Where does the line get drawn? When do they say "no?"

  4. It's not an easy answer, but things can be done tastefully

  5. Seems with a PC world, everyone and their dog gets butt hurt over something

  6. Many people are not able to differentiate between genuine attempts at learning and being part of another culture, and mockery of it. Or, many people don't want to differentiate.

    I have to say this, Steph and Pat have given great insights.

  7. In the words of Stephen Fry, “It's now very common to hear people say, 'I'm rather offended by that.' As if that gives them certain rights. It's actually nothing more...than a whine. 'I find that offensive.' It has no meaning; it has no purpose; it has no reason to be respected as a phrase. 'I am offended by that.' Well, so f---ing what."

    Personally, unless someone is going out of their way to deliberately be hurtful or to mock something, then I feel no reason to express disdain for it. We all have different thoughts and beliefs so we can't always avoid every single thing that could potentially offend someone. I don't see anything offensive about the headdress being worn. I thought it was a beautiful picture. Nothing derogatory about it in my eyes.

  8. People wear headdresses for Halloween and not a word is said. I don't see anything wrong with it. Maybe she meant to honor Native Americans by wearing it.

  9. It's absolutely ridiculous. I roll my eyes so often at what is politically correct. EVERYONE seems to get their panties in a twist over everything. We've really become a nation of cry babies. It's sad to see.

  10. It's absolutely ridiculous. I roll my eyes so often at what is politically correct. EVERYONE seems to get their panties in a twist over everything. We've really become a nation of cry babies. It's sad to see.

  11. Anupama- I agree.

    Shelley- I think so too but some people have nothing better to do than complain about everything.

    Steph- While I do see your point and can agree with some of it, I really don't think that it should have been made as big a deal as it was. Native Americans and sometimes people speaking on their behalf not knowing whether they actually have a problem with it or not have been getting all butthurt and overly outtraged over the littliest thing. This past Halloween when kids were wearing Indian Princess costumes I saw more non Natives outraged over it then Natives. That says something to me.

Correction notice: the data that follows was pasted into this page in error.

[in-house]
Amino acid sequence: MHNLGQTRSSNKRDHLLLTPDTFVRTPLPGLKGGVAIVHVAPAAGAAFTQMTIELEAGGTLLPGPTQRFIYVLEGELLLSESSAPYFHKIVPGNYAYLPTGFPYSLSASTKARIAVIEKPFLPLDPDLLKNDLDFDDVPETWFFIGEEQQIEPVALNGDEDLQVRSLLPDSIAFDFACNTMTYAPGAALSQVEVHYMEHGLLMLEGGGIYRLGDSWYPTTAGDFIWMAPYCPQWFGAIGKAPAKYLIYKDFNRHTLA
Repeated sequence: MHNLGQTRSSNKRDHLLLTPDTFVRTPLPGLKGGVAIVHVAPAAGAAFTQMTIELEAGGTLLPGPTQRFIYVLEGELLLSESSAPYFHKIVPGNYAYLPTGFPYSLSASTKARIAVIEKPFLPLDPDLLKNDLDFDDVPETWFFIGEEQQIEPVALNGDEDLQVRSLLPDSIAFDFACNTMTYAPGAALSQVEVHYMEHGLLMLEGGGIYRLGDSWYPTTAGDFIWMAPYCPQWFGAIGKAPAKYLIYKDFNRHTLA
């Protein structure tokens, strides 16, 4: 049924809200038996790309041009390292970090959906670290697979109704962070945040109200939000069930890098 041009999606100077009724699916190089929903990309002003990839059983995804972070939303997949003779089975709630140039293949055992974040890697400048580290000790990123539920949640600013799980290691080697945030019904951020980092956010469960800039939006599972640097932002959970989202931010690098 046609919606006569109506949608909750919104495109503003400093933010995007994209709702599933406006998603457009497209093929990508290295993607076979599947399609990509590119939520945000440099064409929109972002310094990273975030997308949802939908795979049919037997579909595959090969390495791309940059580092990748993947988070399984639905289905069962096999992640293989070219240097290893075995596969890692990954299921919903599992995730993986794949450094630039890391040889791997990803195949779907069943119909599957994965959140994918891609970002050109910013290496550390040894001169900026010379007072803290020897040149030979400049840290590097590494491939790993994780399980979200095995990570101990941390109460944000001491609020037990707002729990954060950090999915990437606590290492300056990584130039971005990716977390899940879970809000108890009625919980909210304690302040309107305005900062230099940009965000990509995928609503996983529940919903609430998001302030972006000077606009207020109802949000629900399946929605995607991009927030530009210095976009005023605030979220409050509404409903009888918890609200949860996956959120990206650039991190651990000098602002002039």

Adam- Indeed they can.

    Pat- My point exactly.

    KK- that is very true and I agree about the comments.

    Amy- Nicely said!

    Stephanie- Oh but the halloween indian costumes did make a wave this past year because some people had a problem with it. Not really the Native Americans but others.

    Anna- Thank you.

  12. the P.C. world is driving me crazy.
    What more can be said?

  13. You know what - I really agree with you. I dressed up as a Geisha one year for Halloween and everyone loved my costume...and I had no idea that I was being "culturally insensitive". If anything, I was honoring Japanese culture...I so appreciate the beauty and skill of Geisha (they are NOT prostitutes, a common myth) that I wanted to emulate them for an evening. Was that wrong? I also have a necklace that was made and sold by Sioux Native Americans. If it is so insulting to wear Native American jewelry (including headresses), why do they sell them? I don't think the majority are upset...I just think some people, like you said, have nothing better to do. Sigh.

  14. Susan- totally agree.

    Marci- Glad to know I'm not the only one.


This is an Award-Free blog. It is a lovely gesture, but I am unable to comply with the terms of the awards so I have made this an Award-Free blog. Thank You for understanding.